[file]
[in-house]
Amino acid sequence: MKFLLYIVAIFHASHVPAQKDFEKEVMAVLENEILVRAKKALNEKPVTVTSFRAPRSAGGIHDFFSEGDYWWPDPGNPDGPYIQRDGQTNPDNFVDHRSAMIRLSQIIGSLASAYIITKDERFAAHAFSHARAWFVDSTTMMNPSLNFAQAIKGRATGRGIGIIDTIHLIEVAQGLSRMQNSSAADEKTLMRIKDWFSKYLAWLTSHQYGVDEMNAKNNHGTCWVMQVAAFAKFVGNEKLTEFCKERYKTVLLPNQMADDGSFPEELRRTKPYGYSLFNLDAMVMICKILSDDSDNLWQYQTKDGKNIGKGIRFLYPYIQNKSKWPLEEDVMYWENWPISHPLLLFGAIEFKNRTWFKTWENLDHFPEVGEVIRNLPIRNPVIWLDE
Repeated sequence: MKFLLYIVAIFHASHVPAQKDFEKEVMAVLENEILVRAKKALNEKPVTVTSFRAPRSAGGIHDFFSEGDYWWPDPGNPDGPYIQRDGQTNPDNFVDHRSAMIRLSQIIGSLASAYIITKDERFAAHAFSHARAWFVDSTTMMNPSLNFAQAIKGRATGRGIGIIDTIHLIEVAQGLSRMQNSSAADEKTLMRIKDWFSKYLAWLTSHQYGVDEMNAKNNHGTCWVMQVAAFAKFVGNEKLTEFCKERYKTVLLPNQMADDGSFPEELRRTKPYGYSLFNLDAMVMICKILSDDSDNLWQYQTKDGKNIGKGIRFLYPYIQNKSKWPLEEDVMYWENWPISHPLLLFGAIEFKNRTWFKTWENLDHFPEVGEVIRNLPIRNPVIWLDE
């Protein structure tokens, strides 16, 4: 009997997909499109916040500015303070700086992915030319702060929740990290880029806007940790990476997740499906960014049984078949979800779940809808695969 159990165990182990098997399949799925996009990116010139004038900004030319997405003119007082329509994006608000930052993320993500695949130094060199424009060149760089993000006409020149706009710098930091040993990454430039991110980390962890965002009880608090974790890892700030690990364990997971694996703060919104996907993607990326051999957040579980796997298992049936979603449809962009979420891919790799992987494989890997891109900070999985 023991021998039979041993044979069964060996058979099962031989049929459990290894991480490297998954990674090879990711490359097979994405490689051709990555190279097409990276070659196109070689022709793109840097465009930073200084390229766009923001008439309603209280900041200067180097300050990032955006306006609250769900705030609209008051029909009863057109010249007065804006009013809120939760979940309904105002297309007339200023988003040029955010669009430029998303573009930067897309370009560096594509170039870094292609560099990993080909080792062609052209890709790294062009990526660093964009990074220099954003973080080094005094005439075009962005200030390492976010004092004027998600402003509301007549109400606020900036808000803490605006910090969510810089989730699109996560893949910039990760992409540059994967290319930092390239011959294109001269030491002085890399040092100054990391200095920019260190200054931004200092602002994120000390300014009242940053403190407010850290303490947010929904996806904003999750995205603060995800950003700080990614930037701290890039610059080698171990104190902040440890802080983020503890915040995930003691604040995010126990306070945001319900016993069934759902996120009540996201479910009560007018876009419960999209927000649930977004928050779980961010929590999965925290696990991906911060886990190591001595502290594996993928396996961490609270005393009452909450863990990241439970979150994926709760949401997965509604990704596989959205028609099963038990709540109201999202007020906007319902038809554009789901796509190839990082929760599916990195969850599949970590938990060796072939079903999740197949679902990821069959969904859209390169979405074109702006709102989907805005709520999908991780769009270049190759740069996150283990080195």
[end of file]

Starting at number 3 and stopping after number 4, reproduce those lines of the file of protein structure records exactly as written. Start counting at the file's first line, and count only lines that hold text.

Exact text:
Repeated sequence: MKFLLYIVAIFHASHVPAQKDFEKEVMAVLENEILVRAKKALNEKPVTVTSFRAPRSAGGIHDFFSEGDYWWPDPGNPDGPYIQRDGQTNPDNFVDHRSAMIRLSQIIGSLASAYIITKDERFAAHAFSHARAWFVDSTTMMNPSLNFAQAIKGRATGRGIGIIDTIHLIEVAQGLSRMQNSSAADEKTLMRIKDWFSKYLAWLTSHQYGVDEMNAKNNHGTCWVMQVAAFAKFVGNEKLTEFCKERYKTVLLPNQMADDGSFPEELRRTKPYGYSLFNLDAMVMICKILSDDSDNLWQYQTKDGKNIGKGIRFLYPYIQNKSKWPLEEDVMYWENWPISHPLLLFGAIEFKNRTWFKTWENLDHFPEVGEVIRNLPIRNPVIWLDE
């Protein structure tokens, strides 16, 4: 009997997909499109916040500015303070700086992915030319702060929740990290880029806007940790990476997740499906960014049984078949979800779940809808695969 159990165990182990098997399949799925996009990116010139004038900004030319997405003119007082329509994006608000930052993320993500695949130094060199424009060149760089993000006409020149706009710098930091040993990454430039991110980390962890965002009880608090974790890892700030690990364990997971694996703060919104996907993607990326051999957040579980796997298992049936979603449809962009979420891919790799992987494989890997891109900070999985 023991021998039979041993044979069964060996058979099962031989049929459990290894991480490297998954990674090879990711490359097979994405490689051709990555190279097409990276070659196109070689022709793109840097465009930073200084390229766009923001008439309603209280900041200067180097300050990032955006306006609250769900705030609209008051029909009863057109010249007065804006009013809120939760979940309904105002297309007339200023988003040029955010669009430029998303573009930067897309370009560096594509170039870094292609560099990993080909080792062609052209890709790294062009990526660093964009990074220099954003973080080094005094005439075009962005200030390492976010004092004027998600402003509301007549109400606020900036808000803490605006910090969510810089989730699109996560893949910039990760992409540059994967290319930092390239011959294109001269030491002085890399040092100054990391200095920019260190200054931004200092602002994120000390300014009242940053403190407010850290303490947010929904996806904003999750995205603060995800950003700080990614930037701290890039610059080698171990104190902040440890802080983020503890915040995930003691604040995010126990306070945001319900016993069934759902996120009540996201479910009560007018876009419960999209927000649930977004928050779980961010929590999965925290696990991906911060886990190591001595502290594996993928396996961490609270005393009452909450863990990241439970979150994926709760949401997965509604990704596989959205028609099963038990709540109201999202007020906007319902038809554009789901796509190839990082929760599916990195969850599949970590938990060796072939079903999740197949679902990821069959969904859209390169979405074109702006709102989907805005709520999908991780769009270049190759740069996150283990080195």